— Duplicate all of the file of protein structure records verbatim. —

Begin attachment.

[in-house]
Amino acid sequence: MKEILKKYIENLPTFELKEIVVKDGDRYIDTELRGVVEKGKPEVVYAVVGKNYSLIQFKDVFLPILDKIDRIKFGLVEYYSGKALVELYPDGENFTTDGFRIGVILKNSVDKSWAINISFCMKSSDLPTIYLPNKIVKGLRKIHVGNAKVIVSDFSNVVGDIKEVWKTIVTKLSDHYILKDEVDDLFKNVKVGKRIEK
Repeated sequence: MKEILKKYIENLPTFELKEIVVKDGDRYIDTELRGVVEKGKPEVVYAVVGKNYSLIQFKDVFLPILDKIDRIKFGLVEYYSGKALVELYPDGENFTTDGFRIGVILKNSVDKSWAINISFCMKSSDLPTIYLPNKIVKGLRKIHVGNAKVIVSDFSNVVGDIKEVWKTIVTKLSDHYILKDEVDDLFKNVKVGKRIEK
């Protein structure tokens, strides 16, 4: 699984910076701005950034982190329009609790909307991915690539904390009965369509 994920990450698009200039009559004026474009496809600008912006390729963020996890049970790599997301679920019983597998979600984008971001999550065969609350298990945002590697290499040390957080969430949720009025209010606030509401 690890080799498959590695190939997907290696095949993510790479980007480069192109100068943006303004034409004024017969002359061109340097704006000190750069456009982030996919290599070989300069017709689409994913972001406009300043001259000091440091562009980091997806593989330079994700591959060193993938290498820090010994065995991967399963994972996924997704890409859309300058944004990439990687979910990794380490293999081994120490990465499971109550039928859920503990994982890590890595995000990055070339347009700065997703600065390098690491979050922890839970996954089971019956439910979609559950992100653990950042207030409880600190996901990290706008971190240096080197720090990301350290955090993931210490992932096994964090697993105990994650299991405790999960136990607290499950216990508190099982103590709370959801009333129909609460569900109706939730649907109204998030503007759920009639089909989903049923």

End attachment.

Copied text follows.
[in-house]
Amino acid sequence: MKEILKKYIENLPTFELKEIVVKDGDRYIDTELRGVVEKGKPEVVYAVVGKNYSLIQFKDVFLPILDKIDRIKFGLVEYYSGKALVELYPDGENFTTDGFRIGVILKNSVDKSWAINISFCMKSSDLPTIYLPNKIVKGLRKIHVGNAKVIVSDFSNVVGDIKEVWKTIVTKLSDHYILKDEVDDLFKNVKVGKRIEK
Repeated sequence: MKEILKKYIENLPTFELKEIVVKDGDRYIDTELRGVVEKGKPEVVYAVVGKNYSLIQFKDVFLPILDKIDRIKFGLVEYYSGKALVELYPDGENFTTDGFRIGVILKNSVDKSWAINISFCMKSSDLPTIYLPNKIVKGLRKIHVGNAKVIVSDFSNVVGDIKEVWKTIVTKLSDHYILKDEVDDLFKNVKVGKRIEK
């Protein structure tokens, strides 16, 4: 699984910076701005950034982190329009609790909307991915690539904390009965369509 994920990450698009200039009559004026474009496809600008912006390729963020996890049970790599997301679920019983597998979600984008971001999550065969609350298990945002590697290499040390957080969430949720009025209010606030509401 690890080799498959590695190939997907290696095949993510790479980007480069192109100068943006303004034409004024017969002359061109340097704006000190750069456009982030996919290599070989300069017709689409994913972001406009300043001259000091440091562009980091997806593989330079994700591959060193993938290498820090010994065995991967399963994972996924997704890409859309300058944004990439990687979910990794380490293999081994120490990465499971109550039928859920503990994982890590890595995000990055070339347009700065997703600065390098690491979050922890839970996954089971019956439910979609559950992100653990950042207030409880600190996901990290706008971190240096080197720090990301350290955090993931210490992932096994964090697993105990994650299991405790999960136990607290499950216990508190099982103590709370959801009333129909609460569900109706939730649907109204998030503007759920009639089909989903049923």